Out of Duat–Sample of Book I am Publishing

This is taken out from somewhere in the middle of my story. Copying and pasting makes the format all weird. Ugh…please forgive that. But tell me what you think, good or bad. 

Nut’s nighttime dress glimmered at him through the doorway to his balcony. Firelight flickered orange and purple shadows across the walls. Dinner had just ended, to Xius’s relief. He could hardly swallow enough food through his hyper-awareness of how often his vizier would look over to Annette in the far corner of his chambers where she clutched a pitcher of wine. Xius wondered if he drank too much to give her an excuse to draw near and pour more for him. But he was thinking too much. Far from relaxed, he lounged across the cushions about the brazier and fingered the medallion around his neck.
The thought of ameese crossed his mind and he wished his drink was stronger, perhaps the wine of Sekhmet herself. But no sooner had the thought left than another unpleasant memory took its place.
Immediately after explaining to Xius how Wenamon and a few other servants were found sick with symptoms of ameese, he had revealed to Xius his affections for Annette and begged him to allow him to get her away from the kitchens and the ameese that dwelt there. Xius quickly agreed, sick with concern himself, but then when Set insisted on taking her to his own chambers, Xius had to use every ounce of his self-control to calmly tell Set that it simply wasn’t appropriate, since he had yet to announce their engagement. They had agreed to have a light dinner of dried fish and figs in the pharaoh’s quarters to discuss it, but ended up sitting in silence and drinking morosely. In the end Xius promised Set to send her after him to his quarters, without really caring to, and sent Set teetering off to bed.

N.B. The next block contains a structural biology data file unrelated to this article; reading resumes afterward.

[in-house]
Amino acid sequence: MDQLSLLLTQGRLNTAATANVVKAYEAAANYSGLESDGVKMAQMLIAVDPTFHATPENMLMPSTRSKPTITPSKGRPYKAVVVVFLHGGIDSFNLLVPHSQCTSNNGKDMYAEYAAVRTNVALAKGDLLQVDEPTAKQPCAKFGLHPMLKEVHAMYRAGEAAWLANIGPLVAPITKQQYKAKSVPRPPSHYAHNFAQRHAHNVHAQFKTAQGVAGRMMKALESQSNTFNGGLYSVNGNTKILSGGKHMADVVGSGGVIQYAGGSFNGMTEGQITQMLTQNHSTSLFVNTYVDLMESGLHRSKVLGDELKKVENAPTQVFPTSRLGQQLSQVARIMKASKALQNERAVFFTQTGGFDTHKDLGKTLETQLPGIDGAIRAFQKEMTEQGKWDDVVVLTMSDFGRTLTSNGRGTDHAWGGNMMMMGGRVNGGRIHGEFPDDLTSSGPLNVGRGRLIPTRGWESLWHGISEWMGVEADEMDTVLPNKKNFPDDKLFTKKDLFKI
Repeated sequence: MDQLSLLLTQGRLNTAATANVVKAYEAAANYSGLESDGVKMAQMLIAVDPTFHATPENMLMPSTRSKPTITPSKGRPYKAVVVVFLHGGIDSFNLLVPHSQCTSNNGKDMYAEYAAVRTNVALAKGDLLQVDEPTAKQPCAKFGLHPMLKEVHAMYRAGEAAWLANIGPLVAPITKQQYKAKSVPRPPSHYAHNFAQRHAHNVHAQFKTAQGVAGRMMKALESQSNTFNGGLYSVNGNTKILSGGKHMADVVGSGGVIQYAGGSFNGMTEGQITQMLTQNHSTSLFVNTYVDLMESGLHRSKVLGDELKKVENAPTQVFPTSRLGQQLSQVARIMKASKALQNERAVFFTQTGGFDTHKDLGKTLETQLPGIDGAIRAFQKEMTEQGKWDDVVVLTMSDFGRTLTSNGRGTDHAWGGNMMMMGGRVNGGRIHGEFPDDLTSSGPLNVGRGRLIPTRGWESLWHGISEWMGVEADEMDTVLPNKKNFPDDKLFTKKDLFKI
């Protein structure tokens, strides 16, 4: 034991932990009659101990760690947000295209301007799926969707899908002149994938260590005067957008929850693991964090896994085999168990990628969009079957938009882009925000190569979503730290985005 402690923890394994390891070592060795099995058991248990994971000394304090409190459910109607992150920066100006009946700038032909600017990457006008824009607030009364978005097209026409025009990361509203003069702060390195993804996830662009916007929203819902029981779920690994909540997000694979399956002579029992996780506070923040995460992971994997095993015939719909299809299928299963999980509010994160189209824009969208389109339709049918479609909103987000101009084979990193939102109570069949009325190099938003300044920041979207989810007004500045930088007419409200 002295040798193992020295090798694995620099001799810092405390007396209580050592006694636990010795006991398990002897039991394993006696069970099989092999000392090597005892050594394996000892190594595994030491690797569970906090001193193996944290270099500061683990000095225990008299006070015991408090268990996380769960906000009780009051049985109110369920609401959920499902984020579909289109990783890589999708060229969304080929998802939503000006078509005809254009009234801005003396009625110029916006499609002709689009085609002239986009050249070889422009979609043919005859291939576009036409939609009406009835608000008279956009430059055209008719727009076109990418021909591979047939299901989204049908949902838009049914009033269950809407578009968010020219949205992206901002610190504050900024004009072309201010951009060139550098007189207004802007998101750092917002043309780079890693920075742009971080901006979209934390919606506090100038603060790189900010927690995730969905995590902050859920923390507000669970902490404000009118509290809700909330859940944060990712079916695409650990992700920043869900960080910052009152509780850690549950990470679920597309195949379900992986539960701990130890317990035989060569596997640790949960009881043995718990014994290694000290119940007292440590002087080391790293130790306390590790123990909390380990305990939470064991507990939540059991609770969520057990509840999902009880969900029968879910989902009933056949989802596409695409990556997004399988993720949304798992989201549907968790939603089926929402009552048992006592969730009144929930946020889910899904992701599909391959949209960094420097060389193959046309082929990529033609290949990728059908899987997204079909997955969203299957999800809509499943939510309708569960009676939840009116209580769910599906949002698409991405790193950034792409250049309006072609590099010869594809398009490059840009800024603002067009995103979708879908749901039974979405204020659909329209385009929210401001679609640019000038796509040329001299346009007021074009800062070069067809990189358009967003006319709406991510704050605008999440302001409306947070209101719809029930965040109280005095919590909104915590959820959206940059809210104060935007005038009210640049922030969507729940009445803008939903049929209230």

Now Annette still sat in her corner in his room. The emotions burning in his chest urged him to go to her or at least show her some attention, but Set’s intentions toward her still wrangled in his mind. He should have told Set about his familiarity with her. He should have told Set that she didn’t want him, feared him, even. Xius himself shouldn’t even be near her now, not with the feelings that had been growing over the last month.
He poured himself another cup. To the underworld with this.
He expected her to brazenly meet his eyes as she always did, but she did not.
“Are you going to sit there all night?”
“If that is what your highness wishes.”
He prickled. He knew that voice. Osiris damn it, he knew it and hated it.
“What is it?” he grunted.
“You’re getting depressed again.”
“Why does it matter, if I may be so bold to ask?”
“It’s annoying.”
“Excuse me, your highness.”
He growled to himself. Out of all the times to be evasive…
“That was not a request. That was a command.”
To his satisfaction, he thought he could hear a bite of anger when she answered.
“I don’t know what’s going on here, so, naturally, I’m a bit freaked out. I heard people talking about Wenamon and about him being sick. Then there’s the whole Set thing, gah, he asked me to come stay with him, you know? I pretended that I didn’t understand him. I hate acting like an idiot.”